Latest update: April 2nd, 2012
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Readers gently admonish and advise the husband who wrote about his heartache of being ‘in love’ with another woman (Chronicles 2-22)
The Grass is Not Greener On The Other Side…
Dear Fellow Jew,
I understand that it is important and one of the greatest feelings in the world to be with a woman, (if one is a man), or with a man (if one is a woman). This normal attraction began as far back as when G-d decided this. However, you made a commitment to marry your wife. Now you seem to be stuck on this woman you stopped seeing but still speak to.
Hopefully, you can think back to the reasons why you married your wife and will feel gratitude to G-d and to your wife − as well as to yourself for choosing her.
Rachel stated at the end of her article to make drastic changes. My advice is for you to occupy yourself by reading books or even embarking on a new career venture. Consider maybe becoming a gabbai of a shul or going for semichah (I do not know your level of observance) and helping people become frum.
You are not alone, even among the Orthodox. However, your emotions and thoughts must be channeled so that the yetzer tov (good inclination) wins out over your yetzer hara (evil inclination). This feeling of “first time my stomach feels like mush” can be very deceiving. The grass is not always greener on the other side.
You should have someone you can talk to. You may contact me for free and confidentially through Rachel, as one suggestion. There is definitely a solution, through learning Torah and occupying yourself with worthwhile causes and pastimes.
Keep the faith and turn to Hashem and you will definitely find the answer. One day you will even end up helping someone with your problem.
A caring fellow Jew
Better heartbreak than the painful consequences of following your heart
I could have written your letter word for word. I am a woman in my 30’s who was also happily married with several children when I found myself in the position where I met a married man and found the “deep love” that I didn’t have before. I also sometimes feel that it is a punishment for my wrongdoings.
You asked for encouragement, so I will share with you some of the things that have worked for me.
1) Surround yourself with family and friends and allow yourself to get closer to them. Play games and do fun activities with your family. That will automatically make you happy and will help you appreciate what you have.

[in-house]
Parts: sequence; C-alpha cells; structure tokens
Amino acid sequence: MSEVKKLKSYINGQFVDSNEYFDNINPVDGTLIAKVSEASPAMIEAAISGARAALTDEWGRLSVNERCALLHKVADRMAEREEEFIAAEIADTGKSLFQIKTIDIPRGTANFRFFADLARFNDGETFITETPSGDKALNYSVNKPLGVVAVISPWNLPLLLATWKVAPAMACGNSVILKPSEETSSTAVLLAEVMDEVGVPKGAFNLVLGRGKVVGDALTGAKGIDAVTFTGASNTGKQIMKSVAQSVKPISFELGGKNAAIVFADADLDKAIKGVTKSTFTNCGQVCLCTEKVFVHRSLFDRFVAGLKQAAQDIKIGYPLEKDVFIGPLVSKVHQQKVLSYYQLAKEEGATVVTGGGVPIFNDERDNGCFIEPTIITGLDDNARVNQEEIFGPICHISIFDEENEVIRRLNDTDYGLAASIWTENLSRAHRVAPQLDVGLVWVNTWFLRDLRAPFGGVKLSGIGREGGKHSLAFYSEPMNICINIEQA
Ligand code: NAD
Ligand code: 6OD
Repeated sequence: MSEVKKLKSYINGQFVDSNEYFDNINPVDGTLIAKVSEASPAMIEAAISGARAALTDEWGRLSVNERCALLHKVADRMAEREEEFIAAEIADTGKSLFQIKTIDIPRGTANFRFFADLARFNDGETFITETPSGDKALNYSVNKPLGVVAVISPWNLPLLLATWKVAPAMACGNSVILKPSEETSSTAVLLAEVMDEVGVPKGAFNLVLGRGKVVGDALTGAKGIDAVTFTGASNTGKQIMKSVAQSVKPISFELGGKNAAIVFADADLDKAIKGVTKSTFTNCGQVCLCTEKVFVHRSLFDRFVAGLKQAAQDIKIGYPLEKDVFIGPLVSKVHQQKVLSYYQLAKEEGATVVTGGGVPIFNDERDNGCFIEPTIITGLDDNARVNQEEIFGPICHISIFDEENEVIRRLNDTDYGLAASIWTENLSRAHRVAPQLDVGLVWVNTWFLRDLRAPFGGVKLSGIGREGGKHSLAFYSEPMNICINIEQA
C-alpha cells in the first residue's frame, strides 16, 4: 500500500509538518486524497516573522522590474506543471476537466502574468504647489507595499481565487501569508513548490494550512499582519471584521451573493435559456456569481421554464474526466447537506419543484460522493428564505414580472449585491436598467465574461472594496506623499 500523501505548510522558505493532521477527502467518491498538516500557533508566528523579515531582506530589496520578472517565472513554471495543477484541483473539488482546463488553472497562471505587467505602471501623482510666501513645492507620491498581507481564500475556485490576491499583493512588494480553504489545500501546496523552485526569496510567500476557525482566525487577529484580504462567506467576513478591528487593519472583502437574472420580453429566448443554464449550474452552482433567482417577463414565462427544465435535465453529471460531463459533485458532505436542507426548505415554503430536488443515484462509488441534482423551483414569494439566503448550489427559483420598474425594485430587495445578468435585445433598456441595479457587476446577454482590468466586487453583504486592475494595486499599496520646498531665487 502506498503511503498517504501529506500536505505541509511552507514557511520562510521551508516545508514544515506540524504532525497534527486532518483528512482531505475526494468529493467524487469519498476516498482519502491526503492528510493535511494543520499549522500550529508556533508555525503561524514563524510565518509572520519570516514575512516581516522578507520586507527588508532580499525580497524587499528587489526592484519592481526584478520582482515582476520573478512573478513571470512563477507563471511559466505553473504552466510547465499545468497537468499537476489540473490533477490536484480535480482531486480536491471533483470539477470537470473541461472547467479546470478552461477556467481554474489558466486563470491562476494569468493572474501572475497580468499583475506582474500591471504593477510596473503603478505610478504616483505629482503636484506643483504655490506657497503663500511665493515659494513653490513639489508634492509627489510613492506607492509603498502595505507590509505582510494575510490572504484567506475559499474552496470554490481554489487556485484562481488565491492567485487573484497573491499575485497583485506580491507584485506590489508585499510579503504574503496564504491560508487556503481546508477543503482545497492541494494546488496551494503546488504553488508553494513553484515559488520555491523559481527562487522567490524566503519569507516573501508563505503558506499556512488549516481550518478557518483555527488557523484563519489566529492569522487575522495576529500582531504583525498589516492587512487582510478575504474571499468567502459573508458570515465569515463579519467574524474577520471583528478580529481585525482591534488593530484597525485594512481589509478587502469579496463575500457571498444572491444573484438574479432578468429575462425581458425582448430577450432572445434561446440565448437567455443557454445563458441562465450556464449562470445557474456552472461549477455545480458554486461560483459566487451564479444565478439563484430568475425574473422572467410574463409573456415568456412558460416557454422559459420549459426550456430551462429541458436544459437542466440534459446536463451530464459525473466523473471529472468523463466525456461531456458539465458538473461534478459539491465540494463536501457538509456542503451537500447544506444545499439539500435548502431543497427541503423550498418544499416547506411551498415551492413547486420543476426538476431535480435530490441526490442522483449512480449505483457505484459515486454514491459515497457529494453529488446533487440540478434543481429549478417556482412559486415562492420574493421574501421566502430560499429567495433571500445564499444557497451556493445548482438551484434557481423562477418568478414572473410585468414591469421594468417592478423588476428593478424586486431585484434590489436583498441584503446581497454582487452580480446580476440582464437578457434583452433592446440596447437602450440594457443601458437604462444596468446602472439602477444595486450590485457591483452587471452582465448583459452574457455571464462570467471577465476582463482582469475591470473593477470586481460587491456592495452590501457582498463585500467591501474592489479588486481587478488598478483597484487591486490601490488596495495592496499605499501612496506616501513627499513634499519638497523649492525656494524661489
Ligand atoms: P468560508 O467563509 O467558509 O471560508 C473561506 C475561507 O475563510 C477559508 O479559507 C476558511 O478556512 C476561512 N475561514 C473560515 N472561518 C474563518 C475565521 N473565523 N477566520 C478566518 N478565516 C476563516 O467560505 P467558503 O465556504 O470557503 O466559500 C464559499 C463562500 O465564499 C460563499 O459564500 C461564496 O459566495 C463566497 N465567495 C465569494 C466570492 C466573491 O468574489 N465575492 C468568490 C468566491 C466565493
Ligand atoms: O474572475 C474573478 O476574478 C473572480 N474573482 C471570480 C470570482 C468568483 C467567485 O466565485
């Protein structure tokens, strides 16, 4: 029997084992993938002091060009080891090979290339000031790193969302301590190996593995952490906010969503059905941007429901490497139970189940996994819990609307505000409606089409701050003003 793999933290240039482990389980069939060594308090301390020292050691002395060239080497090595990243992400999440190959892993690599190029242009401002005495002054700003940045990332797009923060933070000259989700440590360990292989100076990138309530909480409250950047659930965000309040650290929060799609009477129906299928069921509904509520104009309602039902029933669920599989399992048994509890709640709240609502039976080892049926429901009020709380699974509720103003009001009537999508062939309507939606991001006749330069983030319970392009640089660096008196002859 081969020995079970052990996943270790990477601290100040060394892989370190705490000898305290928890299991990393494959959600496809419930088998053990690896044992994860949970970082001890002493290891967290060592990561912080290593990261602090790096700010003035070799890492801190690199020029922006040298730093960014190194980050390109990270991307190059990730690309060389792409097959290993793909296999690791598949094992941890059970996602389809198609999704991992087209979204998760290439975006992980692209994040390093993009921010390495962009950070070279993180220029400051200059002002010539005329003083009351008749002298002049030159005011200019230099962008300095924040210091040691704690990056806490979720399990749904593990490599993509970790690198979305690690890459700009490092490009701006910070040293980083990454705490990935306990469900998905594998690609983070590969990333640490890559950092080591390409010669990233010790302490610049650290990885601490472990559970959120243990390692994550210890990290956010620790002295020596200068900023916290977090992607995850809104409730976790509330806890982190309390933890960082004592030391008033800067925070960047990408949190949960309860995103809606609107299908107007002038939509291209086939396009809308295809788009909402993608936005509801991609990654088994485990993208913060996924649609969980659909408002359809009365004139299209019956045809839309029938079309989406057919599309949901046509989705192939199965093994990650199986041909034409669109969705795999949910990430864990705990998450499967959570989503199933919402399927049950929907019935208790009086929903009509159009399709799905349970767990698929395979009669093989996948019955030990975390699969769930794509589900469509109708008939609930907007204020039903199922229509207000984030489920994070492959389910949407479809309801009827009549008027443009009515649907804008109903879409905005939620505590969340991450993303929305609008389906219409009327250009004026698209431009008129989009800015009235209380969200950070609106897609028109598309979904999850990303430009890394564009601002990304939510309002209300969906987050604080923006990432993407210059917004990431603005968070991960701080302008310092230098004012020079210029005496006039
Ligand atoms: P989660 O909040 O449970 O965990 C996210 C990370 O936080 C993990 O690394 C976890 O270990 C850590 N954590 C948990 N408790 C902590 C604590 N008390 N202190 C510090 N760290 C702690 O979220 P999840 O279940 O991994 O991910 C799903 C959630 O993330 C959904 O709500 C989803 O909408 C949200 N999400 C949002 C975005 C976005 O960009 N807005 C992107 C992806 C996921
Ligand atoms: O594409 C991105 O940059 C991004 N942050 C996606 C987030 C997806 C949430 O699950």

2) Be active and do things that you enjoy. Outdoor activities such as exercise and sports will help you think more clearly.
3) When you start to get sulky and think that it is not fair that you have this “punishment” of being in love with a woman you cannot have, just think of other people who have more things to complain about, such as having a child that it is ill, or older singles who are lonely and may not have had any relationship and do not have a spouse or children to come home to. Maybe these thoughts will put your feelings into perspective for a few minutes.
You are obviously not quite finished with your escapade, as you still maintain contact with this woman as “friends” and still have the hopes of being together one day. Let me tell you this: If you want to do the right thing, then G-d will help you do the right thing. If you are swaying and are in the mood to do the wrong thing, then G-d will put plenty of situations right in front of you to help you move in that direction.
While the pain of heartbreak can last a long time, you have to choose between that pain or chas v’shalom the pain of the consequences in this world and the next.
We learned our lesson the hard way. But I think that is the only way we really learn.
Someone who understands
You are the one in control
I’d like to respond to people who “are in love” with someone else. I too have been in that situation. Many years ago I loved someone so dearly, I felt our neshamos (souls) spoke to each other.
However, it was not meant to be. He married someone else. But instead of wallowing in the loss and fantasizing of what could have been, etc., I came across a cognitive therapist. (I believe it was the hand of Hashem.)
This therapist helped me realize that we control the thoughts that occupy our minds, that our thoughts determine how we feel, and that we cannot have two thoughts at the same time. He taught me to say to myself “STOP!” every time the loving thought or the person’s name or image of the magic we shared came to me, and to replace it with another image.
It was an extremely difficult task to undertake, as I loved him so dearly. The cognitive therapist taught me many other skills and also told me to buy some books, do a lot of real homework, and that time will heal.
I really wanted to stop thinking of my lost love, to stop the pain that came with it and to enjoy real life again. I worked very hard. It took weeks and months, but I succeeded. I have loved and married someone else, have had children and have lived a really good life.
I could daydream all day long and night about that man and about the unique love we had, but I don’t let it happen. I send the thought away and instead plant another (pleasant) thought in my mind.
You can do something about it…
About the Author: We encourage women and men of all ages to send in their personal stories via email to email@example.com or by mail to Rachel/Chronicles, c/o The Jewish Press, 4915 16th Ave., Brooklyn, N.Y. 11204. If you wish to make a contribution and help agunot, your tax-deductible donation should be sent to The Jewish Press Foundation. Please make sure to specify that it is to help agunot, as the foundation supports many worthwhile causes.
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